A: The first step is to have a great product. Today, the ProStar has become the most efficient truck out there since being launched four years ago. The next thing is to have a focused dealer network. We have been working to change the mindset of our dealers to move from being a medium bus brand to allow Navistar to become a real player in the heavy vehicle market. The third aspect is to truly become a unique supplier for our customers. We normally say that we do not sell trucks, we sell transportation solutions. Everybody can sell a truck but we provide parts, finance, insurance, and a training center for our customers. A lot of attention is also being given to fuel consumption. The next thing is uptime, how many hours the truck can work in a given month or year. Following on from that is ergonomics, as the driver needs to feel very comfortable while operating the vehicle so he can do it in a more efficient way. The driver actually plays a big role in fuel efficiency. If the driver is comfortable, well-rested, and has a truck that is easy to operate, then we can get the best from the vehicle. Navistar’s designs help reduce fuel consumption, for example, through aerodynamics. When you talk about fuel consumption at a certain range of speed, aerodynamics can account for 50% of fuel consumption. Our ProStar has proven itself in the US and in Mexico. The other important part for fuel consumption is the weight of the truck. Our trucks are not as heavy, which helps a lot. The next important aspect is how well the engine communicates with the truck. The Cummins engine in our trucks provides excellent compatibility, and most brands in Mexico use Cummins. These engines can make differences of between 5% and 10% for fuel consumption.
Q: How is your dealer network supporting your brand trajectory?
A: Our dealer network is very focused on service. They understand the importance of aftersales and we work with them to have the same service around Mexico and the world. Our customers want to receive the exact same service in Baja California and in Yucatan. We have a lot of different programs that we develop along with our dealers to help accomplish this. We own a renting and full-service lease company named Idealist, which is focused on aftersales and the renting of equipment. This is a unique offering in Mexico and has become one of our key advantages in the market. Betting on aftersales and on service is the right way to achieve sustainable growth.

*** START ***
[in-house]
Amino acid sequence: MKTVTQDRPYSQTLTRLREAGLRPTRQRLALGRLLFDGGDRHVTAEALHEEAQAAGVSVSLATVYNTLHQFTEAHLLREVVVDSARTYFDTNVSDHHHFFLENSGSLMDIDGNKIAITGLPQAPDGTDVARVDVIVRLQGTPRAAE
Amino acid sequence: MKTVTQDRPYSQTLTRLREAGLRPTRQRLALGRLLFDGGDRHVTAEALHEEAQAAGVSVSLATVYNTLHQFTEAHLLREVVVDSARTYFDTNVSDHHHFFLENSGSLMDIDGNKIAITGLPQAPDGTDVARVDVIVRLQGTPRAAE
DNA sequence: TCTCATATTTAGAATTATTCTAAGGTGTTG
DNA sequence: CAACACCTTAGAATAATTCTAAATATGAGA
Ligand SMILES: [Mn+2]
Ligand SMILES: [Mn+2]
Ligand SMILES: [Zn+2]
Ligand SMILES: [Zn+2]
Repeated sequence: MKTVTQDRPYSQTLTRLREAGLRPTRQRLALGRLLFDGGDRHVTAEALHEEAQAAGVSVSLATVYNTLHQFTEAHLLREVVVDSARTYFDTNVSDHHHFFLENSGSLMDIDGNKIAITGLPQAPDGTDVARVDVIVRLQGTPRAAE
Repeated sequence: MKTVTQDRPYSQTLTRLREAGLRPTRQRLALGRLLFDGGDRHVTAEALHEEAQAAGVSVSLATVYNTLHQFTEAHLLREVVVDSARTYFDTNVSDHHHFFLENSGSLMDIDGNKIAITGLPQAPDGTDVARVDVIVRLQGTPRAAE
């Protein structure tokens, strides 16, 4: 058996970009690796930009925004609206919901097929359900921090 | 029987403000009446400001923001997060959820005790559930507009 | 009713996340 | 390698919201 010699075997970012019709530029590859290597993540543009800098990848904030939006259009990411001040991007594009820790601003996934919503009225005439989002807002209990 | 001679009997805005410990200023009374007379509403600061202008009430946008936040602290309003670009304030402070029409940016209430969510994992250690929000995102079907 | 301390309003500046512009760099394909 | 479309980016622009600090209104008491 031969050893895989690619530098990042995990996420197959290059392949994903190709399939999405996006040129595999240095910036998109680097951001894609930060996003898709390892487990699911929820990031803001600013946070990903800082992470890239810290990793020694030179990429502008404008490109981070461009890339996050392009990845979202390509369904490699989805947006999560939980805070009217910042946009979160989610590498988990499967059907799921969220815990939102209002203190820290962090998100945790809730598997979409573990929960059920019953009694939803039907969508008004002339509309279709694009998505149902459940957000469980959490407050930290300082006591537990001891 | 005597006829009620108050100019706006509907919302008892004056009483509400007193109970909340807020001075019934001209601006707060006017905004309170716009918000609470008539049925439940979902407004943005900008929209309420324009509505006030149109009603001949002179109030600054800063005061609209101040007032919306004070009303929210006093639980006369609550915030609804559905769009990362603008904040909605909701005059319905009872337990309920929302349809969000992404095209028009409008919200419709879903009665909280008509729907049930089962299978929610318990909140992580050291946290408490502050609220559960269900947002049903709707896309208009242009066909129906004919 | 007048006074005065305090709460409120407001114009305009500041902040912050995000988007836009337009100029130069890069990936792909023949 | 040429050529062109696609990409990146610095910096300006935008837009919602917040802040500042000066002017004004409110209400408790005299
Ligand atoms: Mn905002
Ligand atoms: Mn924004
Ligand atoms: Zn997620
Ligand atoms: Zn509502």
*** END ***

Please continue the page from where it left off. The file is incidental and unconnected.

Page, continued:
Q: Do you foresee moving development activities to Mexico?
Navistar has already implemented a part of its engineering development in Mexico. We have a collaborative program with ITESM where around 16 engineers are working for Navistar on product development. We have found a lot of talent present in Mexico, which speaks to the country’s advance toward high-skilled engineering and design. Finally, we benefit from a common advantage to our entire industry. The labor force is cheaper here than in the US, so we plan to continue developing that side of our business in Mexico. We will keep making fresh investments here as long as the country’s financial and political environments are right for us to do so, and support us.
Q: Your sales figures for 2013 were slightly lower than for 2012. To what do you attribute this downturn?
A: Two key factors led to this. The first was the political environment: 2013 was a very complicated year for the entire industry due to various reforms. Customers were afraid to spend money and government expenditure was also very low. Part of our business in Mexico is based on huge government orders, so that had an impact. The other factor had to do with the currency exchange. Heavy industry in Mexico is very sensitive to changes on the dollar. The value of the dollar was fluctuating throughout 2013 so it was normal that the market slowed down a bit. These two factors together limited the market’s growth. So even though 2013 was a good year for Navistar, we did not grow as much as predicted. We work with a finance company to develop plans and programs to try to mitigate the exchange rate. We also installed a fixed exchange rate for some of our programs or work with some customers in pesos to help close the deal. A steady peso always helps the industry.
Q: A huge market segment is comprised of single owneroperators with limited access to financing. How do you see access to credit being addressed?
A: President Enrique Peña Nieto has announced that he wants to increase access to credit in Mexico, and has ordered different banks to be more aggressive in providing credit. With the right help from the government and lenders, truck manufacturers will be willing to provide more credit which will be beneficial for the country. It may well convince small companies, those with between one and five trucks, to comply with their tax payments. Navistar is working with NAFINSA to develop a program for the bus segment. NAFINSA is willing to take on the financial risk if we operate the credits. We will start this program with buses as they are the most complex segment. If this program is successful, it will be easier to translate that success to other segments of the market. Reducing the age of vehicles by providing credit is the only way to create a bigger market in Mexico. This is one of Navistar’s top goals, but our competitors are also thinking about this, so we are working together to reach that goal.